A computable number is a real number whose digit sequence can be produced by some algorithm. The algorithm takes a natural number n as input and produces the n-th digit in the decimal expansion of the real number as output.
The computable numbers form a field, and arguably this field contains all the numbers we ever need in practice. It contains all algebraic numbers as well as all known transcendental mathematical constants. There are however many real numbers which are not computable: the set of all computable numbers is countable (because the set of algorithms is) while the set of real numbers is not (see Cantors Diagonal argument).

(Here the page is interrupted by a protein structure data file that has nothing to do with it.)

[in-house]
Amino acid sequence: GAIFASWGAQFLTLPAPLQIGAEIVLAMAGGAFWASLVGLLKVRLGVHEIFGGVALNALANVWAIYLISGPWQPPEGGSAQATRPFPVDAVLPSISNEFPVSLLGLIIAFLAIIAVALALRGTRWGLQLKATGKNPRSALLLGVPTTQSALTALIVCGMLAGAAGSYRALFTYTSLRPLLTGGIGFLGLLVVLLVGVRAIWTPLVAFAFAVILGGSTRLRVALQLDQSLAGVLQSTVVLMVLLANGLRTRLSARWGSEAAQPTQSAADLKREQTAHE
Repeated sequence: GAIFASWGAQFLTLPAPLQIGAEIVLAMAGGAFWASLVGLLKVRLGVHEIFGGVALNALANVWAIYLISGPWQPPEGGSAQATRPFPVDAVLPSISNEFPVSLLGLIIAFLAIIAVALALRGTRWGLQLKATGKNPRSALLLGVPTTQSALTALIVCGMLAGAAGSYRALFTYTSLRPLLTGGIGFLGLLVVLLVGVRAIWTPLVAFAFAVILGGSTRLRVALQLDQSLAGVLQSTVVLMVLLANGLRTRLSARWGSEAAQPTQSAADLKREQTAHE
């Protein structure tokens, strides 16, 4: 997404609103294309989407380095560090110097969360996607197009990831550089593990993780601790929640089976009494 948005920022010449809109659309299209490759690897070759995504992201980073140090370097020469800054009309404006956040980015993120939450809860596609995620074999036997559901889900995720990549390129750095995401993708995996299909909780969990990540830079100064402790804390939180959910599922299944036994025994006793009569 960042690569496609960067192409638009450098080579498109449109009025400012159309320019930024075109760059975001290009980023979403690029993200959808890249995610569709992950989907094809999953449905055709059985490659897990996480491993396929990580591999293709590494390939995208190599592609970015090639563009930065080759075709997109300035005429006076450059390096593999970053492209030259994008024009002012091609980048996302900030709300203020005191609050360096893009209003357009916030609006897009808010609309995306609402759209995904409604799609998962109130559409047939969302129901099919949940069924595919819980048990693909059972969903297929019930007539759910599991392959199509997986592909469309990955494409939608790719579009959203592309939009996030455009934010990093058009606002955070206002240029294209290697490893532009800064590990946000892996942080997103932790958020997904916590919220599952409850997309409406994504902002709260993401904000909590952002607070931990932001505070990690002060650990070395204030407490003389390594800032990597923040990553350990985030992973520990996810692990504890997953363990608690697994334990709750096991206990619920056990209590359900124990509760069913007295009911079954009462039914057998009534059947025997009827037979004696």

Every computable number is definable, but not vice versa.
Computable numbers were introduced by Alan Turing in 1936.